You’re Fired! So WHAT – How to Handle Getting Fired, Laid off, or Terminated

Transcript of video below:

If you were fired, terminated or laid off from your last job and now you’re interviewing and you’re trying to get a new job and you’re wondering how you’re going to explain why you were fired, I’m going to show you how to do it today.

There’s three simple steps I’m going to walk you through that are going to show you how to explain why you were fired, laid off or terminated and why it’s not an issue or why it shouldn’t be a concern for them.

So, the first thing you want to do is Accept Responsibility for what happened to you. Most people, when they go into an interview and they try to explain why they were fired, they’re always placing blame on the employer. They’re like, “Oh, they didn’t like me” or “It was too hard there” or “They were mean to me” “I was bullied” and some of these things may be true. But you know what? From an employer standpoint of view, it sounds like you’re whining, it sounds like you’re complaining and that’s not the kind of person that they want to hire.

So, it’s so important that you accept responsibility. This might be hard for you to swallow, because maybe it really wasn’t your fault. But if you look at it from your employer’s point of view, it was your fault and that’s why they fired you. So, you have to come to terms with that. You have to accept that you have to admit fault. Otherwise, you’re never going to be able to explain why you were let go so that it’s not an issue for a new employer; whether you were let go for performance reasons or a policy violation, whatever it was. You need to accept responsibility for your actions.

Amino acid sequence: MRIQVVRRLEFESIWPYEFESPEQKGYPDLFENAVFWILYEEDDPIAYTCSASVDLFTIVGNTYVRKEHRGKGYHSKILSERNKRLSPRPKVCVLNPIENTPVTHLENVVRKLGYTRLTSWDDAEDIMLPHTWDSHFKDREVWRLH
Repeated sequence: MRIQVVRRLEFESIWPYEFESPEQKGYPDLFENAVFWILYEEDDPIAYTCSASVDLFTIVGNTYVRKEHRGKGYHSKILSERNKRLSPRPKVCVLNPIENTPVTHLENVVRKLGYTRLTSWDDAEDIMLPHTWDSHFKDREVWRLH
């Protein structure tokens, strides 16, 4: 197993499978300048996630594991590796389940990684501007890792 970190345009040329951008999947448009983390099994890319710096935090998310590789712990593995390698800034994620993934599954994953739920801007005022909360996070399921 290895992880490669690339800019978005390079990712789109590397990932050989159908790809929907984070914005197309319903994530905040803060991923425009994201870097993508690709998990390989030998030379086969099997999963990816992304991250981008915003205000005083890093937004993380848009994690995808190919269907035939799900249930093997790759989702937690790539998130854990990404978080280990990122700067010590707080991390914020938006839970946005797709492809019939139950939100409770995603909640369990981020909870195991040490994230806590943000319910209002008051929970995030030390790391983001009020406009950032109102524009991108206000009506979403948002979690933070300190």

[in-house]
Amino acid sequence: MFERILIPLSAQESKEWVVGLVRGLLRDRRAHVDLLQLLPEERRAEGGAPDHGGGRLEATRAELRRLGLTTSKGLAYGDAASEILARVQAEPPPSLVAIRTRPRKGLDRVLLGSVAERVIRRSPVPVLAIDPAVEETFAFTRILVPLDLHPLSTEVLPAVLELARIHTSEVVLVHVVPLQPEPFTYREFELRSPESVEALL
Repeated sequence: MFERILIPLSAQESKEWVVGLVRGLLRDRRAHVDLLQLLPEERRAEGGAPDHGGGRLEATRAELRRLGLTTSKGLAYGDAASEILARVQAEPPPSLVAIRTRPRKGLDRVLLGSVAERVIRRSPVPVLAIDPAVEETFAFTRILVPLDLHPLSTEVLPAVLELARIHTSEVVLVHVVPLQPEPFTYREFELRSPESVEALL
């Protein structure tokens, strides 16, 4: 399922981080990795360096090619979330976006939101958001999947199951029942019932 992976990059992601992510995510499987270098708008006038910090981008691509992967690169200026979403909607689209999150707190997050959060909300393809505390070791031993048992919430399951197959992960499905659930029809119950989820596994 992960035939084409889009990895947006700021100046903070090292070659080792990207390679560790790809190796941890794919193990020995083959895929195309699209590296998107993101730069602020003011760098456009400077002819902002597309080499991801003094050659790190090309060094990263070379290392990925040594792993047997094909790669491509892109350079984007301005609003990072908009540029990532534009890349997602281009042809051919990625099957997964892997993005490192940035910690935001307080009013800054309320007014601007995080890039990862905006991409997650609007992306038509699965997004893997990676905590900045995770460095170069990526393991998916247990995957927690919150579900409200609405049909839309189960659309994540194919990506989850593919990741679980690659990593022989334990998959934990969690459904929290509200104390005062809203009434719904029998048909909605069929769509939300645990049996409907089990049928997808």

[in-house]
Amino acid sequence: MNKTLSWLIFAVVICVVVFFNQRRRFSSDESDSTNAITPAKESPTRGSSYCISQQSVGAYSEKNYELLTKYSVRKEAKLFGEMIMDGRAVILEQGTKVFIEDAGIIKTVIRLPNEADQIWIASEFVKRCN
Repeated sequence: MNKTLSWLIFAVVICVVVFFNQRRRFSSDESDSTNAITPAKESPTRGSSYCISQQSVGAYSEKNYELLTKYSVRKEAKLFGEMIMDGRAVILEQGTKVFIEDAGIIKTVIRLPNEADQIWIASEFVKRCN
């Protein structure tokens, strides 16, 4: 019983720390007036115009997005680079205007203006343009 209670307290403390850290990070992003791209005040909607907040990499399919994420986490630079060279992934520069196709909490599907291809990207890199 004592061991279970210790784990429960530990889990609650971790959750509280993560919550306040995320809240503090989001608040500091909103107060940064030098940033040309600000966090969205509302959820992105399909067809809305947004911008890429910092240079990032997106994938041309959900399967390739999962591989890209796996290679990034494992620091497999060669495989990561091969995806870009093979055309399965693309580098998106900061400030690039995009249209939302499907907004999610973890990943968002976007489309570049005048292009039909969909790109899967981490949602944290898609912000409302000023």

When you do this, this shows courage. This shows a prospective employer that you are willing to stand up and admit that you were wrong and you paid the price for it with your job and now you’re here looking for a new job.

When you take responsibility for what happened, this shows courage. And it also shows that you’re not trying to hide anything. When you admit that you were wrong and you were fired because of performance or policy or whatever it was, it’s hard for them to have any type of follow up questions about that. I mean, “Okay, he admits he was wrong”. There’s nothing to press you on further.

When you tell employers something else, when you try to skirt the issue and you go around it, then they’ll start digging and pressing you for more information because they don’t believe what you’re saying.

Number two, Be Brief. Remember, you’re not there to defend why you were fired. That’s between you and your past employer. You’re there to talk about what you can do for them; the value that you can bring to their company. They just want to make sure that you weren’t fired for something really bad, like embezzlement or whatever. I don’t know, something really bad. But I’m sure you weren’t let go for something really bad. That’s a completely different story.